Cleveland Play House’s ‘The Royale’ is a straight punch to the solar plexus


Long before the civil rights movement, one of the few ways that a man of color could make a name for himself with whites was through boxing. It was, after all the oldest sport known to exist. Even then, it was still heavily segregated with white boxers vs. white boxers and blacks against blacks especially where championships were concerned. There was also a huge disparity in pay between the two races.

This all took a dramatic turn on December 26, 1908 when Jack Johnson soundly defeated Canadian white champion Tommy Burns thus becoming the very first African-American heavyweight champion. This victory was met with derision by the former champion, Jim Jeffries who was finally goaded into the ring in 1910 where he was also soundly defeated. The Cleveland Playhouse production of Marco Ramirez’s The Royale is based roughly on the life of Jack Johnson.

Jay “the Sport” Jackson (Preston Butler III) has fought his way across the country with seventy seven victories against black opponents. More than anything else he wants to go up against the former white champion, Bixby, who must be forced out of retirement with a guaranteed 90% share of the purse, win or lose.

Jay is coached and mentored by his friend and father figure, Wynton (Brian D. Coats) who had gotten his start fighting blind folded at “six men in the ring slug fests” known as “Royales” where the last man standing got to grab as much coins as he could that had been thrown in the ring before the other fighters woke up.

They are joined by Fish (Johnny Ramey) who although a green up and coming fighter gives Jay more in the ring than he had bargained for. Jay hires Fish on the spot to be his sparring partner. The go between is his white manager and promoter, Max (Leo Marks) who manages to live straddling the white and black world of professional boxing. It is he who sets up the championship fight in spite of the heavy balance in the purse towards the champion.

The night of the championship fight, Jay’s sister, Nina (Nikkole Salter) pays him a visit and tries to convince her brother to lose the fight as she predicts the consequences that it will have for the black population of America.

Even if you are not a fan of boxing, this show is must see for the spectacular feel that it has. Although no blows are landed during the entire play, the choreography of the punches has you in a front row seat at ringside. The banter between Jay and Wynton is priceless as the old sage tries to give advice to his charge.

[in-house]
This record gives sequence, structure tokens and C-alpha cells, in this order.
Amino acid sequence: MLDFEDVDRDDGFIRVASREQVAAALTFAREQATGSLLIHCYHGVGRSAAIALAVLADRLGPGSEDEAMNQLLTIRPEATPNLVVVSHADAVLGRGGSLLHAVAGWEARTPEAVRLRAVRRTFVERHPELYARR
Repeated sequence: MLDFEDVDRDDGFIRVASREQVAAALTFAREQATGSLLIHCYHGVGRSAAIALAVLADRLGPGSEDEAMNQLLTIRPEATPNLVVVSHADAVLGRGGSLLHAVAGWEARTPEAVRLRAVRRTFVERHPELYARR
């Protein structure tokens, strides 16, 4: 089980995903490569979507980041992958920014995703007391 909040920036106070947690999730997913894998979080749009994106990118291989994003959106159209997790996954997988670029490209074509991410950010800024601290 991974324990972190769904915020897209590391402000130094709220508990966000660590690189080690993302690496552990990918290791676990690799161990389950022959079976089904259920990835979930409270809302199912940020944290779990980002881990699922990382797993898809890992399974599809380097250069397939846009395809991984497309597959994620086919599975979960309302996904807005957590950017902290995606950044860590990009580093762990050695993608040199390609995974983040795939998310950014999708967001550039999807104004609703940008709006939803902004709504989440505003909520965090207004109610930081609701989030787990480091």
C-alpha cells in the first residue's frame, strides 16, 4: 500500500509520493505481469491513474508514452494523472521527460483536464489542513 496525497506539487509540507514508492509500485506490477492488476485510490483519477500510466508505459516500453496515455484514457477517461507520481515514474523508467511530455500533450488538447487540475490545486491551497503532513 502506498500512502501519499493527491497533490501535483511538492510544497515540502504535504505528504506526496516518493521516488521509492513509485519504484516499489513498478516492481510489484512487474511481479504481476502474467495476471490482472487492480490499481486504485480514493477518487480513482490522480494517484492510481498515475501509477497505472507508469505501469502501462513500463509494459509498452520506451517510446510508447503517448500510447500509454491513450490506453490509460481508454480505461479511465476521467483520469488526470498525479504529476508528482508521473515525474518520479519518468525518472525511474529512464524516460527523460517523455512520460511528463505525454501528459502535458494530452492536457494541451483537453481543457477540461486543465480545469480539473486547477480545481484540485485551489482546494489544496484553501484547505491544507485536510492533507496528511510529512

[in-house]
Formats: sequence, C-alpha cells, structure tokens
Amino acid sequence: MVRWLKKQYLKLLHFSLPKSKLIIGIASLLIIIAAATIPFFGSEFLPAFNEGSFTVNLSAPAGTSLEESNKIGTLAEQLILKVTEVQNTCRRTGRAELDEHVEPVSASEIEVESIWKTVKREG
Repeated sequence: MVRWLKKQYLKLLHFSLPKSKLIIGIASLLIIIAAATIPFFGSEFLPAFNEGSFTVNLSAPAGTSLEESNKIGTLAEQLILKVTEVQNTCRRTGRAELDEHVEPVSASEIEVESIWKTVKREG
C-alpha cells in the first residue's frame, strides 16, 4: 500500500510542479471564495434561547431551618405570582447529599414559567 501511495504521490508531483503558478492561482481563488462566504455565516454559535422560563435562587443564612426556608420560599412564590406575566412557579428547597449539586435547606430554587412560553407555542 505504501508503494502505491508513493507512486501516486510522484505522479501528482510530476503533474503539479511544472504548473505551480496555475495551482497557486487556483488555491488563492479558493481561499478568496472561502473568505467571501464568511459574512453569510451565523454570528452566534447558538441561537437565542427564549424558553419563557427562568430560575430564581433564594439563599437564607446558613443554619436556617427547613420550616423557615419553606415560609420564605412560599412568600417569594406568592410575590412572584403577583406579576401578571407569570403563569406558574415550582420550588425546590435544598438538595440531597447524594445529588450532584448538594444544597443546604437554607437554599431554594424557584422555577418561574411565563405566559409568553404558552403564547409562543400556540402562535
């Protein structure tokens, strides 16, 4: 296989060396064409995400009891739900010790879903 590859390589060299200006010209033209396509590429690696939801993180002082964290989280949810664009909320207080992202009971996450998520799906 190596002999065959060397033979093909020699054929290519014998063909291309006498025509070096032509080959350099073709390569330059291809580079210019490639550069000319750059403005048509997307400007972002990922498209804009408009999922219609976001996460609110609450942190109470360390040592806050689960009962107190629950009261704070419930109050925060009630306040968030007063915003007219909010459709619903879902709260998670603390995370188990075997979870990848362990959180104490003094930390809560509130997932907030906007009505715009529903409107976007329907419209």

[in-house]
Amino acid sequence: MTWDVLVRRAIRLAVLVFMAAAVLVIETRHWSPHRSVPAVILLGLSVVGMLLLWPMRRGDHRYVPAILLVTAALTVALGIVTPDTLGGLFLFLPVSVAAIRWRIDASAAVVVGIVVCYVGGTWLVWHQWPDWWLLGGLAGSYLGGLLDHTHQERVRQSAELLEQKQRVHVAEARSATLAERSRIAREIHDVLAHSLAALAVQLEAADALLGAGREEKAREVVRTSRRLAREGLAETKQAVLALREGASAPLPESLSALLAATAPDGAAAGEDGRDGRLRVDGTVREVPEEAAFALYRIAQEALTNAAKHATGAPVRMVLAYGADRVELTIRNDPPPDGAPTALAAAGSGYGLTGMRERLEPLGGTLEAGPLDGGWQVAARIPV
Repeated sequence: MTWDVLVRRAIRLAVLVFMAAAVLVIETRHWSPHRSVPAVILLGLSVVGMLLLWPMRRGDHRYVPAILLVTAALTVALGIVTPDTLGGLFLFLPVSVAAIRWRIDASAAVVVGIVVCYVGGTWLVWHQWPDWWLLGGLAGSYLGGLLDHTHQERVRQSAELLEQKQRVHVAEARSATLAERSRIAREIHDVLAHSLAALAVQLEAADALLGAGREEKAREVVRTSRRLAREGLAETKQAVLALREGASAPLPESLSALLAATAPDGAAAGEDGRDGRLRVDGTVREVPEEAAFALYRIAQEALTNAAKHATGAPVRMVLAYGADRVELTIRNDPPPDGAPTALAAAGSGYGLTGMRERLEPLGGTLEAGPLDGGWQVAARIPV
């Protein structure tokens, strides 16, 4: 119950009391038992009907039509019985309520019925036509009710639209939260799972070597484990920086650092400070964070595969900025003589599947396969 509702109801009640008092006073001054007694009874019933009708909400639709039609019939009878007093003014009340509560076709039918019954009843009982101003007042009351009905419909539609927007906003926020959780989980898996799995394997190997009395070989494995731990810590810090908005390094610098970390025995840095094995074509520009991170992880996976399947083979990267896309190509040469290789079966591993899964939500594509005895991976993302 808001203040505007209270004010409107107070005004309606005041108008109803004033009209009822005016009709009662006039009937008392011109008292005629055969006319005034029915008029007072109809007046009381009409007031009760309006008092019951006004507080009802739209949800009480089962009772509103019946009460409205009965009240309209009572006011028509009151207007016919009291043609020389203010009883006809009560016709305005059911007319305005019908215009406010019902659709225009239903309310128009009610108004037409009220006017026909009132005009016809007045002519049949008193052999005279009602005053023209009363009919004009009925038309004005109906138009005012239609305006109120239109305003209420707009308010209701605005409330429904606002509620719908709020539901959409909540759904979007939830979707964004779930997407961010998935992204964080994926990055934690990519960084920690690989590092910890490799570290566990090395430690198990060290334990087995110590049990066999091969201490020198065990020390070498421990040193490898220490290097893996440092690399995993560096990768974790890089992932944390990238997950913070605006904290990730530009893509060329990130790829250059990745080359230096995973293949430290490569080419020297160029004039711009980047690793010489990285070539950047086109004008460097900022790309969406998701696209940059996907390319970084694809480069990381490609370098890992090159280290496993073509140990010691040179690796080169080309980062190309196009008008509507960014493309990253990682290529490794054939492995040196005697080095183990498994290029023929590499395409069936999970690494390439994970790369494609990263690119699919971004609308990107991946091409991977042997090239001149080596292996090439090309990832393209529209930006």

Preston Butler III is absolutely superb with his chiseled frame that is soon glistening with sweat as he fights round after round in and out of the ring. Leo Marks is perfect as the for profit promoter who cannot hide his prejudice completely. Brian D. Coats nails the role of trainer who has seen it all on both sides of the ropes but dreams of a black champion. Johnny Ramey as Fish is the star struck kid who worships his idol and will follow him anywhere. Rounding out the cast is Nikkole Salter who tries to be the voice of reason as she uncovers the motivation behind Jay’s drive to win. The entire cast is sharply driven by director Robert Barry Fleming.

This is a violent play with adult language and situations and thus should be not be attended by children.

At the end of this play you will find yourself wanting to stand up and cheer as well as cry at the same time. This is in your face drama that goes beyond the historical tale and into the nearly overpowering struggles of the African-Americans at the turn of the last century. You will leave the theater a changed person.

The Cleveland Play House production of The Royale will be on stage in the Outcalt Theatre at Playhouse Square through May 27, 2018. Tickets may be purchased online at www.playhousesquare.com, by phone by calling (216) 241-6000 or by stopping by the Playhouse Square Ticket Office located in the outer lobby of the Keybank State Theatre.

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Who is Mark Horning?

Over the course of my life I have worked a variety of jobs including newspapers, retail camera sales and photography. Eight years ago I embarked on yet another career as writer. This included articles concerning sports and cultural events in Cleveland, Ohio as well reviews of the many theatrical productions around town. These days are spent photographing professional dance groups, theater companies and various galas and festivals as well as attending various stage performances and posting reviews about them.